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D-day: let us remember and give thanks

D-day: let us remember and give thanks

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Seventy years ago today the largest seaborne invasion in history took place. The Normandy landings, or D-Day, was a massive and daring military operation which undoubtedly contributed to the eventual triumph of the Allied forces but which saw thousands of troops pay the ultimate price.

Today is therefore, primarily, a day of celebration and thanksgiving: we celebrate the precious freedom we take for granted and the immense bravery, selflessness and sense of duty of the almost one million troops from thirty-nine Allied divisions who participated in the Battle of Normandy. And we give thanks not only to those in the Armed Forces but to the millions of other men and women in the Allied countries involved in the preparations for D-Day.

The veterans are inevitably dwindling in numbers - the youngest amongst them are now well into their 80s - and as such this is likely to be the last significant anniversary the vast majority will witness which makes it all the more special and poignant.

Three years ago I visited the sites of the Normandy landings. As I walked along the beaches, the sun beating down upon my back, the waves crashing softly on the rocks it was nigh on impossible to imagine the horrific and hellish scenes that had occurred at this very spot almost 70 years previous. Were it not for the massive concrete dugouts and the stone tributes I could have been standing on just another pretty beach anywhere in the world.

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 The starkest and darkest of contrasts.

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Bob Sales was only 18 at the time of the Normandy landings (having lied about his age) and recalls: "It was hell, I'll tell you. Men were dead everywhere. It was terrible."

"All I remember is mayhem", said George Allen who was a first lieutenant with a 1st infantry Division, "Bodies floating in the water, busted equipment. We lost a lot of good men that day."

Another veteran, 88-year-old Harry Billinge said: "It was a killing field."

More than 9000 Allied troops were killed or wounded on that first fateful and bloody day and at the conclusion of the Normandy campaign some eight weeks later those figures soared: over 200,000 casualties and fatalities.

The loss of life was not in vain, however. The Normandy invasion was a pivotal turning point in the war, the beginning of the end and the following spring, on May 8, 1945, the Allies formally accepted the unconditional surrender of Nazi Germany.  

Thus from the darkness, devastation and selfless sacrifice the bright lights of peace and freedom emerged. Without freedom and the right to act according to the dictates of our own conscience we are nothing. So to those who fought and died to ensure we have that most basic of human rights we owe everything.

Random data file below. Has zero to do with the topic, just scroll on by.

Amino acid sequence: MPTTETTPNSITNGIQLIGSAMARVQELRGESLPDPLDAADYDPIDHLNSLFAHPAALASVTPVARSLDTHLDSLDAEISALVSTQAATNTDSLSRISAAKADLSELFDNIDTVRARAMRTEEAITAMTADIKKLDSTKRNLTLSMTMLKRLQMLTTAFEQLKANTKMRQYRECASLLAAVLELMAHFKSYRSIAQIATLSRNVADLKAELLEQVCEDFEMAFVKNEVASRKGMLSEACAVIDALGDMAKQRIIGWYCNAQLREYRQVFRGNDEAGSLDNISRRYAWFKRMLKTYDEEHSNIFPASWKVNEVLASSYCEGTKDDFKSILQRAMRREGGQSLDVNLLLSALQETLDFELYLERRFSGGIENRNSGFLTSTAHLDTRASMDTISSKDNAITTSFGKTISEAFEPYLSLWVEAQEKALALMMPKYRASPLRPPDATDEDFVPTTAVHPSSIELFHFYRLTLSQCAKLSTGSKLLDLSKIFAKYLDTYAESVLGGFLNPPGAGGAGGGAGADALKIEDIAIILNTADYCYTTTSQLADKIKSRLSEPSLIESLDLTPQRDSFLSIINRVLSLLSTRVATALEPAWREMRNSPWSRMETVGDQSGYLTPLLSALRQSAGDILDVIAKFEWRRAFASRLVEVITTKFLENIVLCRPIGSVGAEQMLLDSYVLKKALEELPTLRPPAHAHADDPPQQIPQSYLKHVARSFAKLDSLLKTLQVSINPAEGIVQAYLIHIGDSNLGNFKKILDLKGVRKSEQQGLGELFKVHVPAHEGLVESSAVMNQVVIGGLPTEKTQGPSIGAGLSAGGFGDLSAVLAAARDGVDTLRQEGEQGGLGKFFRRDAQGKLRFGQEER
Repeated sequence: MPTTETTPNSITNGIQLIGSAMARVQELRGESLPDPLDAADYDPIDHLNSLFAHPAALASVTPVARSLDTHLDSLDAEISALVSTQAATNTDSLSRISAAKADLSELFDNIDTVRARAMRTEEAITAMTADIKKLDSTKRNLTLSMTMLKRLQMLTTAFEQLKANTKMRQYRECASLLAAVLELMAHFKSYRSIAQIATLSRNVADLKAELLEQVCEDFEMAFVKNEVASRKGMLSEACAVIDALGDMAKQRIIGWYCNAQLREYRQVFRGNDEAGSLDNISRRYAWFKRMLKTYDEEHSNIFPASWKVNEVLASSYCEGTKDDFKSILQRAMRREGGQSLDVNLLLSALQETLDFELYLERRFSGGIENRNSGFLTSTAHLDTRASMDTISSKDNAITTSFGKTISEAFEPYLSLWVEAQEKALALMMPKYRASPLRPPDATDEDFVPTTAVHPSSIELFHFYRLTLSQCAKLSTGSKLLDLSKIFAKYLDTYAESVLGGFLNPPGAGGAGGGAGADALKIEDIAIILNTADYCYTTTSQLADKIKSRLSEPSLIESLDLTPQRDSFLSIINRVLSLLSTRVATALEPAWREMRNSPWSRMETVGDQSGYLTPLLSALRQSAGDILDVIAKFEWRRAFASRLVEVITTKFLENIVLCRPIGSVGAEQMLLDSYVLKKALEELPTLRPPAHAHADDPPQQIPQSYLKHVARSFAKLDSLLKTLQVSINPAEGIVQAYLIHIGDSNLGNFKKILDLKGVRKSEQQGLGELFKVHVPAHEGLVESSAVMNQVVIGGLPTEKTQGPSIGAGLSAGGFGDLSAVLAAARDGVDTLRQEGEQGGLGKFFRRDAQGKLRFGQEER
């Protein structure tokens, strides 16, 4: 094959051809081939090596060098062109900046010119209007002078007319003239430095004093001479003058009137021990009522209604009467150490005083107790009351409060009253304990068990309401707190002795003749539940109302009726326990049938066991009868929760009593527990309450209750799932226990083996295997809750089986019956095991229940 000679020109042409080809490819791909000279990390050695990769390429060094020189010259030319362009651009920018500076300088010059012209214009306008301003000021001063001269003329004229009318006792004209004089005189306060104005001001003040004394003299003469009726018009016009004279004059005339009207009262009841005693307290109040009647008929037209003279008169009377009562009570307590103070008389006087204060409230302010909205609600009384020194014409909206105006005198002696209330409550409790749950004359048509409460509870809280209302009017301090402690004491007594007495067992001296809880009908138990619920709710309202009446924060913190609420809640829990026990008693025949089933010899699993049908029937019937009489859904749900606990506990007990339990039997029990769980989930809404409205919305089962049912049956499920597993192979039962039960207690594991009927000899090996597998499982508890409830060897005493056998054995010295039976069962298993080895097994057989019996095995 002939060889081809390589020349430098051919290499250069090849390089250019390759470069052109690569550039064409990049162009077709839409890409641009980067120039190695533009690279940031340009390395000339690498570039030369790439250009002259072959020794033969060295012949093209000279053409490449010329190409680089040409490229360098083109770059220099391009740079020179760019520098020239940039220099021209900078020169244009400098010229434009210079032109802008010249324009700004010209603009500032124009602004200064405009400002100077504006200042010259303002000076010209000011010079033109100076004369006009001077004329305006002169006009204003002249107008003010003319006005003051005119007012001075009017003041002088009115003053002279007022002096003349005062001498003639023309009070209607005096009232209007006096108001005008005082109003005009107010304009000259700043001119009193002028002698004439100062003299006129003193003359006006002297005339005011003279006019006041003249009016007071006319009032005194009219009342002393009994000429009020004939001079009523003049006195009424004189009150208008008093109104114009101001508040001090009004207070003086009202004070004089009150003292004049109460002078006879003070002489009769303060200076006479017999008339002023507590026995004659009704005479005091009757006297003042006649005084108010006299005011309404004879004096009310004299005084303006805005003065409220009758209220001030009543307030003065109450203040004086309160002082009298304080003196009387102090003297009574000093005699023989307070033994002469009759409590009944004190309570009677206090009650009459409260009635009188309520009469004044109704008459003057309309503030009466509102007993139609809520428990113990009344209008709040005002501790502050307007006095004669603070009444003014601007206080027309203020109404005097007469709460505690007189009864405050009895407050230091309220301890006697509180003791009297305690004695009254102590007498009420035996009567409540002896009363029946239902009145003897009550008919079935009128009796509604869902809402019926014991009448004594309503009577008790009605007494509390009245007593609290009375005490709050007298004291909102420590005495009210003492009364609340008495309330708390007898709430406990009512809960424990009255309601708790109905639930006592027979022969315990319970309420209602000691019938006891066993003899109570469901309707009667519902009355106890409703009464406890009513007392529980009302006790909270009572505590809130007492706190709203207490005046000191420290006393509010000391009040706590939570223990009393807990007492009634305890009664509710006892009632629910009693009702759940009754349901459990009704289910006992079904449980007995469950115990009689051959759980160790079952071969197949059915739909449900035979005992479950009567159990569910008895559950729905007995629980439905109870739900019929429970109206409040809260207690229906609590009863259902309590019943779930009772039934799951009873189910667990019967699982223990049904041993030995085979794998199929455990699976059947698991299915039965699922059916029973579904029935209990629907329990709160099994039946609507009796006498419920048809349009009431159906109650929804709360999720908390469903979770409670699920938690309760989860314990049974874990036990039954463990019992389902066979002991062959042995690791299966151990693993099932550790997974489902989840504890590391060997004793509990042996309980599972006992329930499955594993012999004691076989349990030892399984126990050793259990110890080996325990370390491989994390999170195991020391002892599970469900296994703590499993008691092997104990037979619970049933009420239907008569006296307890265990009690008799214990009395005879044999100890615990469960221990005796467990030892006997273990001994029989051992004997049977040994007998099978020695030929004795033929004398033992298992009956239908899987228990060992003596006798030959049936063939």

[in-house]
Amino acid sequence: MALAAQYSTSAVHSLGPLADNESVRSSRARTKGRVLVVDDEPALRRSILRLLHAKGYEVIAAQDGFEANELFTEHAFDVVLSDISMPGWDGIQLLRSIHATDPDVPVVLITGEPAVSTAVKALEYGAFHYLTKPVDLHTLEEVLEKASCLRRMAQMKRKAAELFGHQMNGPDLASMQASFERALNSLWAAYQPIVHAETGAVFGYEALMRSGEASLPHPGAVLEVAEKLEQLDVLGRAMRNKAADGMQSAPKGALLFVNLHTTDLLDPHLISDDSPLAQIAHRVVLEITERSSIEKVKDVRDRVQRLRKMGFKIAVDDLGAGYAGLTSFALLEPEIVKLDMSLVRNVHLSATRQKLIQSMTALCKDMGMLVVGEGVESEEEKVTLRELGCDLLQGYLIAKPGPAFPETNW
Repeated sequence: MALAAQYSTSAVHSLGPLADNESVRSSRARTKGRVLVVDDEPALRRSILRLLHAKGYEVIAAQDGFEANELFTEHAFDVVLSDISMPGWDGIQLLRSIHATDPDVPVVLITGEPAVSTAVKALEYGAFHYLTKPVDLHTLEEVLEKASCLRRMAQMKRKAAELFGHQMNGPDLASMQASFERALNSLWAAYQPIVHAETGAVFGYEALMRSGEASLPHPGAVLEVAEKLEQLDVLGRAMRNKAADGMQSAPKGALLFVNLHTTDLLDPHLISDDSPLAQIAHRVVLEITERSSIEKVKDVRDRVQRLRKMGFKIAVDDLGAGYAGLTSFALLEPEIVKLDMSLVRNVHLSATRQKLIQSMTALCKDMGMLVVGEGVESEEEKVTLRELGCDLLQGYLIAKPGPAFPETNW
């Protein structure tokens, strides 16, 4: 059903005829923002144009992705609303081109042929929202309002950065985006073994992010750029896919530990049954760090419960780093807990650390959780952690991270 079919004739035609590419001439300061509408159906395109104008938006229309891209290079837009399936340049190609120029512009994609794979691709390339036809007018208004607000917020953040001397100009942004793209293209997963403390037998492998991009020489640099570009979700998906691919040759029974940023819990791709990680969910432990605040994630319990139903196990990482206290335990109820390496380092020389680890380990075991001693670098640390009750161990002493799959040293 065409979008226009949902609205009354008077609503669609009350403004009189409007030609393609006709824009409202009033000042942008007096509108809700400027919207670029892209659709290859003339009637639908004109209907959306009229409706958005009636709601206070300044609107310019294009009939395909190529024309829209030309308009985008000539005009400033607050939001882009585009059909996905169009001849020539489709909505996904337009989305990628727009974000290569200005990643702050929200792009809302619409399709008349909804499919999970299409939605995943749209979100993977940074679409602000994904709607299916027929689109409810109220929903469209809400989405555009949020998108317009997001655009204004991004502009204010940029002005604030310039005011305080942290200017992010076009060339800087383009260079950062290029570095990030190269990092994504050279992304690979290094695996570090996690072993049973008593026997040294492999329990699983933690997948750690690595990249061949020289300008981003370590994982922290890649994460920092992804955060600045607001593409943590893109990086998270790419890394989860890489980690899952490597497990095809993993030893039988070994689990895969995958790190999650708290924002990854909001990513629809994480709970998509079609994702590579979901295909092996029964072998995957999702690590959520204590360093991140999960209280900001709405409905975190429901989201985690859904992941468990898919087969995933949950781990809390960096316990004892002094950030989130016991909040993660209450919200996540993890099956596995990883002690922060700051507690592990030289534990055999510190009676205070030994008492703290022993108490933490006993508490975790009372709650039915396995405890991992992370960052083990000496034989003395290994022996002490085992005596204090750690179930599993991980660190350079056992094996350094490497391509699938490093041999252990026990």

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 Photo by Brandon Beach, 21st Theater Sustainment Command Public Affairs

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17 Comments

  1. Like today’s effort GW…..

  2. My Uncle Ray was one of the chaps who was on the beaches at Dunkirk – he will be 94 this coming Sunday.

    Dad has a cousin who was killed a couple of days after D-Day and his war grave is in the cemetery at Ranville in Normandy. I took my parents there about seven years ago……we are the only family who have visited his resting place. I went back a couple of years later too.

    I have been to many of the war cemeteries around Normandy and the French/Belgian border, plus the beaches, the Menin Gate in Ypres. Everything is so beautifully kept and the local schools are assigned a particular graveyard to look after. When I went to Tyne Cot cemetery (that massive one that the BBC go to for Remembrance Sunday) I looked at all the graves (many have more than one name on a stone) and tried to visualise each stone being replaced by a person………that brought it home to me just how many people were represented in that one place alone.

    I found out a few years back that my maternal grandfather had been in the trenches in Belgium. Don’t know why it took so long to for that to be revealed! It came about when I went to the trenches and took photos.

    My lovely Uncle Ray lives in an old folks home now and over the past few years has declined in health but he still has his RAF jacket and hat in his wardrobe form all those years ago. Looking forward to seeing him when I am in the north in just over a week.

  3. A very fitting tribute GW thank you!!!!!

  4. Well said Ceri. Lovely tribute xxx

  5. A wonderful piece today, brought a tear to my eye. You just cannot imagine it. X

  6. Lovely words Ceri. We visited Vimy Ridge and the tunnels at Arras a few years ago, it was incredibly moving.

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